New PETA Germany Investigation Reveals That Cruelty on Santorini Continues
Update: January 2020
A wide variety of measures, such as the release of PETA Germany’s most recent investigation in November 2019, protests in front of Greek embassies around the globe, a joint letter from PETA Germany and well-known Greek NGOs actively helping donkeys and mules on Santorini, and a letter from rock star Tommy Lee to the Greek agriculture minister, Makis Voridis, who oversees Santorini, have created enough pressure to cause the minister to comment on the accusations in a letter sent to Greek media.
After announcing stricter animal welfare laws and nationwide inspections in the 2020 summer season (including potential fines of up to 30,000 euros per violation), Voridis wrote in a statement, “In this way, we believe that the traditional character of the local communities will be preserved and strengthened, the economy improved, and the animals protected at the same time.”
However, because existing animal welfare laws are not being complied with, stricter regulations and inspections won’t improve the animals’ situation, let alone stop their suffering completely. This can only be achieved by amending the law to include a ban on the use of donkeys and mules for transport. Please join us in calling for an end to “donkey taxis” on Santorini.
On the Greek island of Santorini, about 100 donkeys and mules are used for carrying tourists from the port all the way up to the old town of Firá and back. They are forced to climb more than 500 slippery steps each way several times a day. Makeshift saddle girths chafe their sensitive skin. Every step is painful.
Open Sores and Bloody Injuries
Colourful accessories may divert clueless tourists‘ attention away from the lifelong suffering of these animals, as some of them look well cared for at first glance. However, many donkeys and mules bear scars and have open sores. Some suffer from eye injuries. Others are fitted with tight, sharp wire “muzzles“. Chains used as halters press into their flesh.
Handlers beat the animals mercilessly despite their injuries in order to force them to keep going, back and forth. They don‘t want to miss out on any paying customers. This regularly leads to dangerous situations in which the skittish animals push past tourists. It would be unthinkable for the mules, who are all tied to each other, to slip.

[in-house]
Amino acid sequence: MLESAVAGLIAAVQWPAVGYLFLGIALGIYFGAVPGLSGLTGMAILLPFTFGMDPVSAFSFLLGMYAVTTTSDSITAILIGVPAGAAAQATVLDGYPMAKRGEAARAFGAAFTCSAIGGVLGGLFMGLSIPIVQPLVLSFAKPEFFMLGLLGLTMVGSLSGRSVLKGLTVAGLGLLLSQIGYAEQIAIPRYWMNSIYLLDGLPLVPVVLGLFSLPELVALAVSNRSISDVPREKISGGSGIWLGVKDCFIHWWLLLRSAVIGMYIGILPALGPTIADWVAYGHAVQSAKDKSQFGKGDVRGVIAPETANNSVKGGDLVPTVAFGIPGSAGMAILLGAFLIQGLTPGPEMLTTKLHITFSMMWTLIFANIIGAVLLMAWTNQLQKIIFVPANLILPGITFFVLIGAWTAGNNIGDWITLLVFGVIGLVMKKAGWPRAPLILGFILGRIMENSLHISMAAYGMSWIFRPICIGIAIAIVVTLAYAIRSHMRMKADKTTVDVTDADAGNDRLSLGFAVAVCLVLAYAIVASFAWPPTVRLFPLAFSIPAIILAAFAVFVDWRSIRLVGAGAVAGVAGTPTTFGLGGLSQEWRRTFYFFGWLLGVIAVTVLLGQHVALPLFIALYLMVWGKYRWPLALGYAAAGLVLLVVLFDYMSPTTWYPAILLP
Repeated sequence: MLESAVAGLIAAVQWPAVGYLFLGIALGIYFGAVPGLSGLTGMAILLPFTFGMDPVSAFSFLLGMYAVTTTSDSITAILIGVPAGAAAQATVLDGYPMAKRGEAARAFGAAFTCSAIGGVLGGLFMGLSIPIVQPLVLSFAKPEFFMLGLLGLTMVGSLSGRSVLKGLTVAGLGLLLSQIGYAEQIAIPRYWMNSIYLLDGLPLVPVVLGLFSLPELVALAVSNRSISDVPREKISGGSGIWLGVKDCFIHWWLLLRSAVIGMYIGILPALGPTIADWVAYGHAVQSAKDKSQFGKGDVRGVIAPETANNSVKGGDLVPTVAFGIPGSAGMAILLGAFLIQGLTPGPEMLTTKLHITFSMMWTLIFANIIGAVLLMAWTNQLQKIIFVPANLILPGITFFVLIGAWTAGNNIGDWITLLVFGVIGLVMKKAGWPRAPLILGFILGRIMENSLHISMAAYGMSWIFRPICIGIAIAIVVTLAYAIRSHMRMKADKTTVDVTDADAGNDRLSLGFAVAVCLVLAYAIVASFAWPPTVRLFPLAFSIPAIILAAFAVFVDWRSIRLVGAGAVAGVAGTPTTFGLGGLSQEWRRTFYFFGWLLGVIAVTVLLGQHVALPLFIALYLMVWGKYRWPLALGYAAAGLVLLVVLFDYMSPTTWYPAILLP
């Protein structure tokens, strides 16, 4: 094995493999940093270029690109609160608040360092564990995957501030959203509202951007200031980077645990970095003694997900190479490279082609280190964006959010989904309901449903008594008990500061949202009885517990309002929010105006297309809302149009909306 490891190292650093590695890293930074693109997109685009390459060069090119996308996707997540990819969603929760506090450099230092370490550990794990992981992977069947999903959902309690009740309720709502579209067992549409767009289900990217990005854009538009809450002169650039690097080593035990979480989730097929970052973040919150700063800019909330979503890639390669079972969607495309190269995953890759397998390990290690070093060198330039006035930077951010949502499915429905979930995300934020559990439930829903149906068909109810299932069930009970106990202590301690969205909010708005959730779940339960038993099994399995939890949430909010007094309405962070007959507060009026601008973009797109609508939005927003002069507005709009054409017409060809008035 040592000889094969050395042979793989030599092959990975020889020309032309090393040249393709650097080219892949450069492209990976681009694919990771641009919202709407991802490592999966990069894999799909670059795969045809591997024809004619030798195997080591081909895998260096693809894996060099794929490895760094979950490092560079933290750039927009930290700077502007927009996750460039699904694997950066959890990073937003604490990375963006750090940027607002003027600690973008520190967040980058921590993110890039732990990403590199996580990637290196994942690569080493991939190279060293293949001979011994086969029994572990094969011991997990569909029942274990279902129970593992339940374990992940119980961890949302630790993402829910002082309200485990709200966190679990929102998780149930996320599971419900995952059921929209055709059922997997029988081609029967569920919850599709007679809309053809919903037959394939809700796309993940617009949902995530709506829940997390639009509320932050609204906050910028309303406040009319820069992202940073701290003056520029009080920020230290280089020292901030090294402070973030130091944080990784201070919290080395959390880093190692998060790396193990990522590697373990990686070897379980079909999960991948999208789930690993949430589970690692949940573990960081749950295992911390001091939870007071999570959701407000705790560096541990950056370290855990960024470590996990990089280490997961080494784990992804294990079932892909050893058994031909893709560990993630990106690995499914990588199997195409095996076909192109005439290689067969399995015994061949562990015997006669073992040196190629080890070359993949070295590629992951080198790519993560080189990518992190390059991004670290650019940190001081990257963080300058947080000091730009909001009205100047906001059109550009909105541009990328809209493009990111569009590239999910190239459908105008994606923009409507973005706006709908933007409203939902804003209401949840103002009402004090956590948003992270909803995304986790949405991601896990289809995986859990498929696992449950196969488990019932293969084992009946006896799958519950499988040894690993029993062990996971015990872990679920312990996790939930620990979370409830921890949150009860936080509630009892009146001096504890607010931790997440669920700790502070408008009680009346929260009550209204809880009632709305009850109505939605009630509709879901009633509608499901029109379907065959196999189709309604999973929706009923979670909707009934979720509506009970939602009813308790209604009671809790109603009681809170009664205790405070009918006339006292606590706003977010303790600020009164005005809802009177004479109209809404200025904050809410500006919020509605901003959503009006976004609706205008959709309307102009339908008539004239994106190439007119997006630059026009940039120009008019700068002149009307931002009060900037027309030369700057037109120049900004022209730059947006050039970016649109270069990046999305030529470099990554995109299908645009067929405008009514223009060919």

Denied Food, Water, and Adequate Shade
When there are no customers, most donkeys and mules stand in the scorching sun – many tethered so tightly that they are barely able to brush away the swarming flies. And they are thirsty: there is only one token bucket of water on each end of the journey, but the animals tethered there can‘t reach it. They are not given any food throughout the day. Many donkey handlers are rough not only towards their animals but also towards pedestrians, and their tone towards their customers is also harsh. (“Finish, Madam!“)
PETA released footage about the suffering of donkeys and mules on Santorini back in 2018. But today the donkey handlers still manage to attract many tourists by advertising the ride as a “holiday experience“. It would be just as easy to use the animal-friendly cable car right next to the steps.
After our first exposé, the Greek government seemed to take notice, and it passed new laws to protect animals last year. However, this recent investigation showed that these laws are neither monitored nor enforced. At the end of the summer in 2019, animals were still carrying tourists of all weights although the law allows for a maximum weight of only 100 kilos. The donkeys and mules on Santorini continue to suffer.
PETA Germany took a close look at Greece‘s animal welfare laws to be able to show politicians why riding on donkeys and mules must be banned immediately. The legal situation is clear: the way animals are currently treated constitutes an ongoing violation of animal welfare regulations. The measures to protect donkeys and mules introduced in 2019 are merely minimum requirements that do nothing but ensure the animals‘ survival (at best). However, even these minimum requirements can’t be reliably observed by owners because of the conditions on the ground, which means that they can’t be efficiently enforced by the authorities in charge, either.
Irrespective of the widespread animal welfare violations found, the use of animals as a means of transport for tourists itself is relevant to animal welfare considerations. The pain and suffering the animals are forced to endure are disregarded in order to provide tourists with entertainment. This is particularly unacceptable because suitable, safe, humane means of transporting tourists to the old town of Firá are readily available.
What PETA Germany Demands
The use of donkeys and mules to transport tourists from the port of Santorini to Firá‘s old town is inevitably connected to pain and suffering for these animals and must therefore be outlawed. PETA Germany is in touch with the decision-makers in charge and will continue to inform the public in a campaign for such a law.
Furthermore, we are asking all holidaymakers never to ride on donkeys and mules. This “tradition“ is not a harmless holiday experience but cruelty to suffering animals. The time has come for Greece to create new laws to protect them.